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According to Pete - Current Sensing

Check out this month's episode of "According to Pete."

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In today's episode of "According to Pete" - the zany (yet informative) video segment starring our Director of Engineering Pete Dokter - Pete explores the world of current sensing. In particular, Pete explains how to use the ACS712 low current sensor breakout.



As always, feel free to leave your comments, questions or suggestions in the comments section below! We hope you enjoyed this month's edition of "According to Pete."

Comments 29 comments

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  • Whatever happened to the Spectra Symbol contest? Who won?

    • The three top comments/ideas got swag, and we're discussing the various ideas with SpectraSymbol. The easiest and most likely idea to go to production is the LED matrix, but we're also looking at the book idea. It seems that the book might not be as expensive as we thought...

  • "According to Pete - Current Sensing" video is marked private and is not accessible. Please fix the issue. Thanks

  • Hello Dir Support Team

    I have the 5A version of ACS712, and i would like to measure 50mA from a LED stripe, using Energymicro STK 3700. after making all connection the GND Pin and the VCC pin of the ACS712 are signaling a contact that mean something is wrong with my circuit. As I am a begginner,could someone please tell me how i could design my circuit to avoid this problem ? First I used a 12V power supply for the LED, and a 5V power supply for the ACS712 separately, but the output voltage was stilled 0V. Then when i connect my circuit so that the GND of 12V supplier and the GND of the 5V are connected it work but after a few days the ACS712 sensor signals a contact between his GND PIN and his VCC PIN and becomes heater that means something is wrong. could someone please have an circuit example how it could work with a 12V LED and the 5V power supply.

    Thanks in advance !!!

  • R3 & R4 trimpots values please :) And thanks for the video!

  • Schweet, I am familiar with the ACS712, I have used both the 5A and 20A family in design. I like how the thru-current pins are on one side; it makes it easy to nudge those up against the inlet of the board, relatively out of the way. Pass-throughs are even easier.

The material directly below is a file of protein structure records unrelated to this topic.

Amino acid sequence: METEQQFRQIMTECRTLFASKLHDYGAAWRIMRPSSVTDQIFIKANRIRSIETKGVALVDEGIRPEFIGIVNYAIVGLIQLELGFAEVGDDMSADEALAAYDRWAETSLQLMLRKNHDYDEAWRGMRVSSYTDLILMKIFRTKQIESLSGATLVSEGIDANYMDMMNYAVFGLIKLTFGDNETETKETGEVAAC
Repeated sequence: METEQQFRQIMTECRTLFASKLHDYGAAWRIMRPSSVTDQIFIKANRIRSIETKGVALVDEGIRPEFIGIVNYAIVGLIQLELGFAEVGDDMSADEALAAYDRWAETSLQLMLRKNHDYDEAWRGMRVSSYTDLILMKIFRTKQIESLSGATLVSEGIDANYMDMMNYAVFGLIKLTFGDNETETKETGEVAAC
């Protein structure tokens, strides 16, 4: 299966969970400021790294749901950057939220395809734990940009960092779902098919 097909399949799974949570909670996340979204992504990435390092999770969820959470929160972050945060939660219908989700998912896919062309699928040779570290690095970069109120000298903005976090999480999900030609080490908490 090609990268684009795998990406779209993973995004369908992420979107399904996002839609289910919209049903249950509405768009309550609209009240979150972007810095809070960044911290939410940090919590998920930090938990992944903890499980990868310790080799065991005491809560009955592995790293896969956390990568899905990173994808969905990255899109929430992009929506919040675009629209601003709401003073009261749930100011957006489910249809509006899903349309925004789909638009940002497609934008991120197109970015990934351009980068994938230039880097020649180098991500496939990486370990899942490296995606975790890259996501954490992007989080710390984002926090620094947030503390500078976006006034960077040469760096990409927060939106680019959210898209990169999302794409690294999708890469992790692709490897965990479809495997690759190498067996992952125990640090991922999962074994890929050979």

• Gotta ask where you got the shirt.

  • It's all great until someone opens the door next to the white board and hits poor Pete in the back of the head.

  • You know, I'm pretty good with electronics... but you lost me about half way through.

  • "Make love to the camera!"

    Best part of the video.

  • I use the INA219B in this https://www.tindie.com/products/FriedCircuits/usb-tester-oled-backpack-with-display/ . It works really well over i2c.

    Thanks for the how to on the ACS712. I tired and it didn't go so well for AC. So then I tried the ADE7753 and didn't go well either.


    Haven't found a great way to monitor 110AC.

    • AC is the easiest to measure since it produces an oscillating magnetic field around the wire that can be picked up by a coil. The voltage on the coil is proportional to the ac current. Checkout Sensors > Current for some ac current sensors. You don't even have to cut the wire!

  • Aha, I've owned a few of these and always ended up averaging the readings as I found them noisy, and didn't know to expect it...makes me wonder, what is the noise from? Thermal noise with the high gain op amp?

    Thank you, Pete (also)

    • Could be from many sources, not the least of which are the pots on that board. Makes me want to put down a couple of through-hole option components to set the gain on it... but the offset still needs to be variable, I think.

  • Have you ever used any of the HCNR20X High linearity Opto Couplers and/or do you have any thoughts pro/con on them. http://pdf1.alldatasheet.com/datasheet-pdf/view/64618/HP/HCNR200/+4_529UEMZhDOTB-A+/datasheet.pdf

    Basically they are a matched packaged pair LED and Photo Diode. You will get a 1.6V LED voltage drop on the sense side, and you are limited to about 25ma of current. But it's pretty accurate for small current sensing applications. They have about a 15% transfer gain so 10mA through the LED = 1.5mA through the photo diode. Then it's just a matter of connecting the Photodiode to an opamp in some configuration to convert the 1.5mA sense current to a usable voltage.

    I had trouble using the ACS712 with an application that had voltages < 5V and very small currents.

  • Pete did you write on the whiteboard 1.2m Ohms as 1.2mA? (see 4:16 in the video)

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